By Jonathan Pleasant
Several local officials and members of the Doe Mountain Recreation Authority made the trip to St. Paul, Virginia last week to visit with organizers of the Spearhead Trails Project which recently opened there. Mountain City Mayor Lawrence Keeble, County Mayor Larry Potter, and Assistant City Police Chief Joey Norris were joined by others of the DMRA board including Alicia Summers, Mike Farmer, Dan Reese, and Ben Farmer of the Farmer Morgan Planning Firm.
Unlike Doe Mountain which is a large scale project isolated specifically to Johnson County, the Spearhead project actually encompasses multiple trail development locations across seven Southwest Virginia Counties. Funded from a variety of sources including the State of Virginia through its Tobacco Commission, the initiative to the build the multi-use trails network was loosely based on the highly successful Hatfield-McCoy system in West Virginia.
In fact one of Spearheads primary planned OHV projects, known as Pocahontas Trails in Tazewell County, is expected to eventually connect with the Hatfield McCoy system. Yet, for now the organizations primary effort has been Mountain View OHV just outside of St. Paul. This segment officially opened on August 16th with over 60 miles of trails ready for use. In the month since the ribbon cutting, St. Paul officials have already seen tremendous positive feedback and a resurgence of economic activity in the town.
Meeting at the Heart of Appalachia Tourism Office in downtown St. Paul, the DMRA officials got the opportunity to see just how Spearhead has taken advantage of their local resources to promote the project to the fullest. One of the keys to making Mountain View viable has been the fact that St. Paul adopted an OHV friendly policy that allows some restricted use of the recreational vehicles to access businesses in town. St. Paul Mayor Kyle Fletcher was on hand to discuss some of the things his council has done to ensure the policies have gone smoothly.
First and foremost, ATVs and OHVs are only allowed on roads with appropriately posted speed limits, and a strict 25 MPH limit is imposed on their activities off the trail system. Routes have been identified that directly link Mountain View to St. Paul and provide access to restaurants such as McDonalds, Hardees, and Huddle House as well as gas stations and the local shopping center. With economic prospects looking good, several downtown shops, including the Big M Hardware Store have begun catering to OHV customers, and consequentially access has grown to these locations as well.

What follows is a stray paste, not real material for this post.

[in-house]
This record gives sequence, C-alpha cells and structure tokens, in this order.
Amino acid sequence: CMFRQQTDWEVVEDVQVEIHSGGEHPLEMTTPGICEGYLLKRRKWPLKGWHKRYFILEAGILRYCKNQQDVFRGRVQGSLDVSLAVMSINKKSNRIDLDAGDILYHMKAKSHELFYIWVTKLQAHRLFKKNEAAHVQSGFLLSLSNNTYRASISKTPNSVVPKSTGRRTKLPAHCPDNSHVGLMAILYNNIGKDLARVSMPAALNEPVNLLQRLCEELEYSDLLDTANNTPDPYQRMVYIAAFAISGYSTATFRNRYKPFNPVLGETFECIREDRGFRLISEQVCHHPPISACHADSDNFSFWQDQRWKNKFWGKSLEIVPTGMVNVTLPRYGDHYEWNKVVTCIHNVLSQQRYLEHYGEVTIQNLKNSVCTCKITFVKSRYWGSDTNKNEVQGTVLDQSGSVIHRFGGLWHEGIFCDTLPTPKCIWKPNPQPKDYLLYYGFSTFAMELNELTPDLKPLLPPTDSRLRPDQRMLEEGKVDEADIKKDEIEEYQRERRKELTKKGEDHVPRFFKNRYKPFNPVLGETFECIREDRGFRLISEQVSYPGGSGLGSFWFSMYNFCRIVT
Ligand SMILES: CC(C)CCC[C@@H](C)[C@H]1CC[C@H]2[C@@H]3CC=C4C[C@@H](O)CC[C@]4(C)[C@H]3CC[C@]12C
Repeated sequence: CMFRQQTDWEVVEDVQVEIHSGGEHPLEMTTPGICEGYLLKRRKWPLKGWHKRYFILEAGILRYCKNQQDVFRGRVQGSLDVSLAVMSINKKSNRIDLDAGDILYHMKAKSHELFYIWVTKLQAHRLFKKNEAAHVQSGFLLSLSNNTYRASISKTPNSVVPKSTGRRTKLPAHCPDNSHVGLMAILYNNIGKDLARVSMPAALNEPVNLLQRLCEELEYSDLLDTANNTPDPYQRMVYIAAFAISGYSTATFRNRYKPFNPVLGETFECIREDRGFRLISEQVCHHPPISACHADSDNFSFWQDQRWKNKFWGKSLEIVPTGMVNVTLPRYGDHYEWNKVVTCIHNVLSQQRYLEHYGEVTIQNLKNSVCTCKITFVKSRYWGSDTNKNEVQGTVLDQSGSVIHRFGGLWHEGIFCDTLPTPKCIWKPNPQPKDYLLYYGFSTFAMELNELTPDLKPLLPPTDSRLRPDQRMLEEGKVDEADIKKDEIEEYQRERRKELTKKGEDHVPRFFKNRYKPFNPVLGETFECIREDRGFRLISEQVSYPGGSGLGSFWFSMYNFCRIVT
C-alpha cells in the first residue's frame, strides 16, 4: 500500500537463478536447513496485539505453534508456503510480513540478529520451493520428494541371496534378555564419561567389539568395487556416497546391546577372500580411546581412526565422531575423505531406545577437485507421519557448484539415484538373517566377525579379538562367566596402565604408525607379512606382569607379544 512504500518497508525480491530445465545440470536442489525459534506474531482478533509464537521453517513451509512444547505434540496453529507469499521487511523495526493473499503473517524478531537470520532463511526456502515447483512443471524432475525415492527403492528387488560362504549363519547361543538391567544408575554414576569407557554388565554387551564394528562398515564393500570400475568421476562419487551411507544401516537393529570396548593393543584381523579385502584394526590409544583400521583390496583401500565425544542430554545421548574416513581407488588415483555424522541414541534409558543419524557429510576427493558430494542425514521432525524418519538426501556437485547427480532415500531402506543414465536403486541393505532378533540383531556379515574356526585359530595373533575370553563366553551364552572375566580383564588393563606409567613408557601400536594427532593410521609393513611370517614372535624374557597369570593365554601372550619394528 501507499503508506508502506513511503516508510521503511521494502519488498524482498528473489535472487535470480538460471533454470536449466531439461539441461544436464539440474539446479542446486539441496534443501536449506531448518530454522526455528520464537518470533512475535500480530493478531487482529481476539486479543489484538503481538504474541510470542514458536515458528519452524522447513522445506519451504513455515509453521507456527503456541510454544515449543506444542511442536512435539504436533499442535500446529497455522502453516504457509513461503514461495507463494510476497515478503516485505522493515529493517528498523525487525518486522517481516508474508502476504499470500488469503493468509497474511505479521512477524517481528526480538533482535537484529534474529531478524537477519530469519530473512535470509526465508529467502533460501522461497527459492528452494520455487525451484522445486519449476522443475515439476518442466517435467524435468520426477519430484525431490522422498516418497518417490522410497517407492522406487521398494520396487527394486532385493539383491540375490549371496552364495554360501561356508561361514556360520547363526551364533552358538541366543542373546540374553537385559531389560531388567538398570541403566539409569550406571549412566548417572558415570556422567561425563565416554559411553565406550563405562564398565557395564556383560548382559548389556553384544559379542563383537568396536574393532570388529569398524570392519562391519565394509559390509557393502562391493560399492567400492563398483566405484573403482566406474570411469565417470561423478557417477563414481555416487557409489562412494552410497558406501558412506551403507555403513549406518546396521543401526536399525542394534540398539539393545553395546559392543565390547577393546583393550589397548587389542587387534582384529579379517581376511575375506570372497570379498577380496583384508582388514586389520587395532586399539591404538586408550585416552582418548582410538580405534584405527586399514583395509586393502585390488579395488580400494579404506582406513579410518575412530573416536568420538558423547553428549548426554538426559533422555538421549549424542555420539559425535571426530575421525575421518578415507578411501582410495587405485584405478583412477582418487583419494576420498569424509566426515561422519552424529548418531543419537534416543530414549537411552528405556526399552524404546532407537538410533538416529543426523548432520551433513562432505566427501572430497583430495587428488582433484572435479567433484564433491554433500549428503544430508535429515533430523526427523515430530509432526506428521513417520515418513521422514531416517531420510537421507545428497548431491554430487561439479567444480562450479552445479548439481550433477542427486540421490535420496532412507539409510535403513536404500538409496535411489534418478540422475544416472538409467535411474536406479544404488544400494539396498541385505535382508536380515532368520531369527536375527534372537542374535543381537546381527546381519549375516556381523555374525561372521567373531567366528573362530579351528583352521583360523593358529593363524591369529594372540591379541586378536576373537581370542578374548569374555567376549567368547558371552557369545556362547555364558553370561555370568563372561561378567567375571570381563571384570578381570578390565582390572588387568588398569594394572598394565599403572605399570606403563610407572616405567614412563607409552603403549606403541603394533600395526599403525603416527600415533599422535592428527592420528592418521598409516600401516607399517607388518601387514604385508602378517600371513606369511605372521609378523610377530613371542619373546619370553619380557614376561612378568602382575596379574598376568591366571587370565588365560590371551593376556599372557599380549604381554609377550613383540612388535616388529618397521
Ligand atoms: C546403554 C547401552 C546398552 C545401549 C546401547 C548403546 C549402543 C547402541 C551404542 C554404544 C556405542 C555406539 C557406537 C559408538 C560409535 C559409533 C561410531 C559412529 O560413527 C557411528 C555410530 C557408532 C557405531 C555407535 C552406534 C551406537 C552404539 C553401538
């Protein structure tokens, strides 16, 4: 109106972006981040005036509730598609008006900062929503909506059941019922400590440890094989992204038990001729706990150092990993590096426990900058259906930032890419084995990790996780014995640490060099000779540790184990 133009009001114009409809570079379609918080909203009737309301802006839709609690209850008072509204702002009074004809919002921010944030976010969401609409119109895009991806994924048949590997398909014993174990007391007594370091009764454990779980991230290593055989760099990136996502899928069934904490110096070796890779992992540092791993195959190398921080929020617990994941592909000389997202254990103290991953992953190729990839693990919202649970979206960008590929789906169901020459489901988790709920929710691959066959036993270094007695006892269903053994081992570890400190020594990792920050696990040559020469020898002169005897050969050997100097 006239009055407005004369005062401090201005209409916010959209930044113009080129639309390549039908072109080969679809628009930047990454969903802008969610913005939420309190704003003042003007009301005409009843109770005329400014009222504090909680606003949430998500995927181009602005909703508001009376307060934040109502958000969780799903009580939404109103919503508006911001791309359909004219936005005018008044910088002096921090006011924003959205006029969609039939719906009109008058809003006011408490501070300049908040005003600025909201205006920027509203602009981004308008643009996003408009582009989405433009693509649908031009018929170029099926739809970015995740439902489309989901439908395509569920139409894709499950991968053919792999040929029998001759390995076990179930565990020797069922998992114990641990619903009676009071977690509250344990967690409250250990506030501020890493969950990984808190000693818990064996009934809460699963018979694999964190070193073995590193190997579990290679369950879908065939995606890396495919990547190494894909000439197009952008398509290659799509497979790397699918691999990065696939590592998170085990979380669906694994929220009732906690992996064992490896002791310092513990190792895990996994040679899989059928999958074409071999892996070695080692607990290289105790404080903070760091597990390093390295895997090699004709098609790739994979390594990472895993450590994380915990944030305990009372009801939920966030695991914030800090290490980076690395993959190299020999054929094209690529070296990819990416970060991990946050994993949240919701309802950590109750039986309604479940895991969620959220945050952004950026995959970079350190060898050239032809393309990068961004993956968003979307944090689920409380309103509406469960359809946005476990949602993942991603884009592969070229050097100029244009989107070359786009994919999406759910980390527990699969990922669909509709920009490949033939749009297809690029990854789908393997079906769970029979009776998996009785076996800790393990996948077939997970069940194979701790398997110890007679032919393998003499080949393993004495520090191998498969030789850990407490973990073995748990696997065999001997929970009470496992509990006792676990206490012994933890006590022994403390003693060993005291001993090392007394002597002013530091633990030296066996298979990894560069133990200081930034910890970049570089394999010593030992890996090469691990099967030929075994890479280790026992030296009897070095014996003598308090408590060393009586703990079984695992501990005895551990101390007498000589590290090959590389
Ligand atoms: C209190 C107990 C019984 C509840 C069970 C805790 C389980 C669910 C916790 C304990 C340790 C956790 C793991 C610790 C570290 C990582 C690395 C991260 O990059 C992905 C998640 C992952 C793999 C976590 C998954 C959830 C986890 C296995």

Because of the proximity to not only Mountain View but the Clinch River as well, Mayor Fletcher is hopeful that St. Paul is just beginning to see a huge boom as an adventure tourism destination. Not surprisingly, Mountain City has some of the same potential that Spearhead has taken advantage of, especially considering Doe Mountains presence overshadowing the town.
Some consideration has already gone into allowing limited ATV access into specific locations in Mountain City, such as the Pioneer Village Shopping Center. For this reason, Mayor Keeble and Assistant Chief Norris were very interested in the problems and benefits that OHV has brought to St. Paul. Local business owner and councilman Greg Bailey as well as St. Paul police Chief Bo Phillips joined Mayor Fletcher in answering some of these questions.